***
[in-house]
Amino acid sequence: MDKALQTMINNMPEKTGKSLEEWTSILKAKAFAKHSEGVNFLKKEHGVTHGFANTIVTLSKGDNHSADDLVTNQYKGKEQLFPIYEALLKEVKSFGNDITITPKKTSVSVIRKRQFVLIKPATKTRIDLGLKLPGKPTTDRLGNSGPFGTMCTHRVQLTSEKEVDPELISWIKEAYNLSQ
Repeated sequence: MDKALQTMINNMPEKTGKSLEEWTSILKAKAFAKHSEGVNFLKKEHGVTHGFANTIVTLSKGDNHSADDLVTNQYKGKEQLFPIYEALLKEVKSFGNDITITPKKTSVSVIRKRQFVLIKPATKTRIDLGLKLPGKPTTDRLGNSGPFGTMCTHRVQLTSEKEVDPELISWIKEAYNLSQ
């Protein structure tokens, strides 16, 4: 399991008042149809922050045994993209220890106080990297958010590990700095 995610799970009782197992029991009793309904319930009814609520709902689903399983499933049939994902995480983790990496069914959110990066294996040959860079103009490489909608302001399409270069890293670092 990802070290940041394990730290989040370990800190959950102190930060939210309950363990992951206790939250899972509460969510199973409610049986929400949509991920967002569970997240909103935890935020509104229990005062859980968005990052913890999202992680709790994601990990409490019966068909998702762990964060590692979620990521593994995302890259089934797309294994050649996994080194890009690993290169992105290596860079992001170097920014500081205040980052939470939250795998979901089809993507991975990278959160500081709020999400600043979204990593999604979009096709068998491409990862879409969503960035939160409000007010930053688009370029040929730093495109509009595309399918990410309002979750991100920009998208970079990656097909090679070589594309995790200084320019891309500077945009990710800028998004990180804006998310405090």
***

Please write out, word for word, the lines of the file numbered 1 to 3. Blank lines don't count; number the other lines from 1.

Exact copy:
[in-house]
Amino acid sequence: MDKALQTMINNMPEKTGKSLEEWTSILKAKAFAKHSEGVNFLKKEHGVTHGFANTIVTLSKGDNHSADDLVTNQYKGKEQLFPIYEALLKEVKSFGNDITITPKKTSVSVIRKRQFVLIKPATKTRIDLGLKLPGKPTTDRLGNSGPFGTMCTHRVQLTSEKEVDPELISWIKEAYNLSQ
Repeated sequence: MDKALQTMINNMPEKTGKSLEEWTSILKAKAFAKHSEGVNFLKKEHGVTHGFANTIVTLSKGDNHSADDLVTNQYKGKEQLFPIYEALLKEVKSFGNDITITPKKTSVSVIRKRQFVLIKPATKTRIDLGLKLPGKPTTDRLGNSGPFGTMCTHRVQLTSEKEVDPELISWIKEAYNLSQ